- Okay. Therrien. I really questioned his strategy when at the last possible minute, he did a switcheroo with Thomas Vanek, yanking him from the Desharnais line, and placing him next to Plekanec. Given the Habs had the last change, and that Claude Julien was pulling a real matching number on the Canadiens the first two games, sending out Chara to face the Desharnais line, the Vanek juggle made little sense. But, it paid off. First, it almost certainly took Julien and the Bruins by surprise - I'm sure like the rest of us, they assumed that the Habs would be pushing the top line hard without Chara on the ice. Secondly, it put Julien in a strategic quandary - does he send out his best defenders to contain Desharnais and Pacioretty, or does he send them out against Plekanec and Vanek. Julien ultimately settled on the former. Net result? The Habs scored the game's first goal, a beauty feed Vanek to a wide open Plekanec. The Bruins defenders on the ice during that goal? Their 3rd pairing - Torey Krug and Kevan Miller.

- Mind games: You knew the Bruins were feeling nervous about game three when some of their players started trash talking Monday afternoon - most notably Krug's assertion that the Bruins had figured out Carey Price. You know a team is in trouble when it resorts to schoolyard tactics - Habs fans ought know this well when last year, Brandon Prust trash talked the Ottawa Senators and their head coach Paul MacLean, referring to MacLean as a fat walrus.  When Prust made that statement, the Sens knew they had the Habs right where they wanted them. The Canadiens were, of course, easily swept aside by Ottawa. So while the Bruins did tidy up their game last night with respect to staying out of the box (although the two officials, Tim Peel and Chris Rooney were basically letting everything go), they were still a highly undisciplined team heading into the game with how they spoke to the media.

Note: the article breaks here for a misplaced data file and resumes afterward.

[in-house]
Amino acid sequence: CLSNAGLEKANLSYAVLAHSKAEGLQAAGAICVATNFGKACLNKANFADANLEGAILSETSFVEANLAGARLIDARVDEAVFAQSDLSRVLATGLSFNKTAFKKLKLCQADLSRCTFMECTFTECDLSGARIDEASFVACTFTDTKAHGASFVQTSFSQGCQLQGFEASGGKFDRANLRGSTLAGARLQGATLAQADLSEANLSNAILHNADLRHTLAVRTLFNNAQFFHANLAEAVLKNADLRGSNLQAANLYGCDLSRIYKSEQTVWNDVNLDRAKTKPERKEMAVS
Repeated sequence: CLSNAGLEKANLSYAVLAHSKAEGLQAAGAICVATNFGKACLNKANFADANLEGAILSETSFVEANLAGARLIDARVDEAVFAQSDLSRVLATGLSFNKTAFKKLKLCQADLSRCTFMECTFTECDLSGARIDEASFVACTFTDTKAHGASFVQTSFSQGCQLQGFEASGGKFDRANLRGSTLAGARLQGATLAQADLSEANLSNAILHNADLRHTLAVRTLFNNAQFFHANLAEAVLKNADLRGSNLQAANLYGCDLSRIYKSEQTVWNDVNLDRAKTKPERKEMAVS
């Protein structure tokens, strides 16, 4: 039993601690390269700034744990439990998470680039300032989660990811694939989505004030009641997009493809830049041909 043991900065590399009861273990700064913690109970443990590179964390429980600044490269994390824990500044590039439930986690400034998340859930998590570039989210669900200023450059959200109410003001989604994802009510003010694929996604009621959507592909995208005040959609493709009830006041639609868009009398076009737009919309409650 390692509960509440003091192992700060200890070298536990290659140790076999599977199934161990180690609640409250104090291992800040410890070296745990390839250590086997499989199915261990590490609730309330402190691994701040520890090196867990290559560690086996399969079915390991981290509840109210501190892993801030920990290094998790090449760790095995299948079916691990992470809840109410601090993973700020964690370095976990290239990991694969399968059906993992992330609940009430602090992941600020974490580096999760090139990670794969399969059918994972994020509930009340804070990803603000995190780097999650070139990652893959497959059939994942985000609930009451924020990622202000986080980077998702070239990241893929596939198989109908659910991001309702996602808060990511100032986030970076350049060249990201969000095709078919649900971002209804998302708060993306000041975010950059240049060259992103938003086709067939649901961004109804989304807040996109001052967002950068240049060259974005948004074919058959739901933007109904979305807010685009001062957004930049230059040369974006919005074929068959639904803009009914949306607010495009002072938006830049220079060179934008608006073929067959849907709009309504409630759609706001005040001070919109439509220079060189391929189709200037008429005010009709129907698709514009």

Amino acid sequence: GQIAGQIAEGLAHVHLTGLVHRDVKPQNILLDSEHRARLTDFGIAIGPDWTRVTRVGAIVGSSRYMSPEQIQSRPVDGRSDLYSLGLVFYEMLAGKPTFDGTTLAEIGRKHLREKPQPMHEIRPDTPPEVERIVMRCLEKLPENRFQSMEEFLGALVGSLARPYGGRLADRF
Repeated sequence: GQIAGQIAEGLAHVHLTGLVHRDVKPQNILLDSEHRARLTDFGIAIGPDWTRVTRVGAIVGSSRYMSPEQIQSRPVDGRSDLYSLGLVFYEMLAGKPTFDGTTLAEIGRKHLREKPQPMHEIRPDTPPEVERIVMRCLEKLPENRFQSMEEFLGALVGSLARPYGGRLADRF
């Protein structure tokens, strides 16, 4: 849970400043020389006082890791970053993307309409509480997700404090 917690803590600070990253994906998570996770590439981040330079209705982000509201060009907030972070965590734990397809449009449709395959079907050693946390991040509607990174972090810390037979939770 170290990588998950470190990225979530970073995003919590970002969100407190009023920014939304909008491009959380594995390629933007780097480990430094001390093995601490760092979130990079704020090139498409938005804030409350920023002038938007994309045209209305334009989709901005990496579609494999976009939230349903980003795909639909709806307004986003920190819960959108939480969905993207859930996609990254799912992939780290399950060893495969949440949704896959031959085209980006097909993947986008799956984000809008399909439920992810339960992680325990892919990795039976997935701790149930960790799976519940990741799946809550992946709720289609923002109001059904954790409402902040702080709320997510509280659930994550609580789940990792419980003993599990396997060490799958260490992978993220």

- Game Four: It'll be a doozy. The Bruins know they can't go back to Boston down 3-1 in the series, so they will come out with maximum effort. It'll be a fast, bruising night - a last man standing affair. The Habs control their own destiny. They can take a stranglehold on this series, and make a huge step towards a championship appearance this spring. But it won't be easy. The most important win is the toughest win. Thursday, hurry up. We can't wait.


- Okay. Habs need really to beat Rask one more time. That'll do it. Otherwise, I'm nervous. Very, very nervous. Habs must play an aggressive, intense final 20 minutes to salt this game away.

- Hoo boy. Bruins come out full guns blazing. They want the early goal. This is scary stuff.

- Habs need momentum changer. Something to put fire into their engines. Anything.

- Really, really intense Bruins zone forecheck. Habs just trying to stay afloat. It's difficult to watch.

- Bell Centre quietly nervous right now. 

- Habs getting a little mojo going here. Let's hope it calms the nervous waters.

- Canadiens deer in the headlights in their zone - lots of fumbled puck, it was though they're just waiting for the Bruins to score.

- Murray looks barely capable of playing rec league hockey. He must be yanked from this game. The Habs can't take the chance.

- Habs look much better this 3rd period than they did Saturday afternoon. Still a very, very long way to go.

- Weaver with perhaps his best game ever as a Hab tonight. A shot blocking machine.